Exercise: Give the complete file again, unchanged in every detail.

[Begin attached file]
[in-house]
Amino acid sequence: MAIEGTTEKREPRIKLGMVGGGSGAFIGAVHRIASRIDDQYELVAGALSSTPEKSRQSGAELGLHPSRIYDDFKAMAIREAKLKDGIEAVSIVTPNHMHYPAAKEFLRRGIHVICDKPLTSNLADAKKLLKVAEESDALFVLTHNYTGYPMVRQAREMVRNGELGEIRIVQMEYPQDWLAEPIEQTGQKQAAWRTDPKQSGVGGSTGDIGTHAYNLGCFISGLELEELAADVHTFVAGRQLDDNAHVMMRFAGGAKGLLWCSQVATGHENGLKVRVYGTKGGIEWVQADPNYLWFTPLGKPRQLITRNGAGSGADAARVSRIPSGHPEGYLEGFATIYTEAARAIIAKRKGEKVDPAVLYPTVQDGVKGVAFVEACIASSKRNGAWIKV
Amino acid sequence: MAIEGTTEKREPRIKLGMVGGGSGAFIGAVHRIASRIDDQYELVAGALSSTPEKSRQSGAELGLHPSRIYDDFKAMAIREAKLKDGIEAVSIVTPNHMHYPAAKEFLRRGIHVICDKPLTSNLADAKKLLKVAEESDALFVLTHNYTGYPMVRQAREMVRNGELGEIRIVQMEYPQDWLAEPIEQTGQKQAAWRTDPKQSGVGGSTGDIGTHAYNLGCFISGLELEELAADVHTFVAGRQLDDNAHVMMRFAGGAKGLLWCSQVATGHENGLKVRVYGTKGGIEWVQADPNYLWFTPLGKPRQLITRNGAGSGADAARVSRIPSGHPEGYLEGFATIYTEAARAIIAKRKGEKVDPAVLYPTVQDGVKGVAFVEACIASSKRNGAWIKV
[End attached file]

[in-house]
Amino acid sequence: MAIEGTTEKREPRIKLGMVGGGSGAFIGAVHRIASRIDDQYELVAGALSSTPEKSRQSGAELGLHPSRIYDDFKAMAIREAKLKDGIEAVSIVTPNHMHYPAAKEFLRRGIHVICDKPLTSNLADAKKLLKVAEESDALFVLTHNYTGYPMVRQAREMVRNGELGEIRIVQMEYPQDWLAEPIEQTGQKQAAWRTDPKQSGVGGSTGDIGTHAYNLGCFISGLELEELAADVHTFVAGRQLDDNAHVMMRFAGGAKGLLWCSQVATGHENGLKVRVYGTKGGIEWVQADPNYLWFTPLGKPRQLITRNGAGSGADAARVSRIPSGHPEGYLEGFATIYTEAARAIIAKRKGEKVDPAVLYPTVQDGVKGVAFVEACIASSKRNGAWIKV
Amino acid sequence: MAIEGTTEKREPRIKLGMVGGGSGAFIGAVHRIASRIDDQYELVAGALSSTPEKSRQSGAELGLHPSRIYDDFKAMAIREAKLKDGIEAVSIVTPNHMHYPAAKEFLRRGIHVICDKPLTSNLADAKKLLKVAEESDALFVLTHNYTGYPMVRQAREMVRNGELGEIRIVQMEYPQDWLAEPIEQTGQKQAAWRTDPKQSGVGGSTGDIGTHAYNLGCFISGLELEELAADVHTFVAGRQLDDNAHVMMRFAGGAKGLLWCSQVATGHENGLKVRVYGTKGGIEWVQADPNYLWFTPLGKPRQLITRNGAGSGADAARVSRIPSGHPEGYLEGFATIYTEAARAIIAKRKGEKVDPAVLYPTVQDGVKGVAFVEACIASSKRNGAWIKV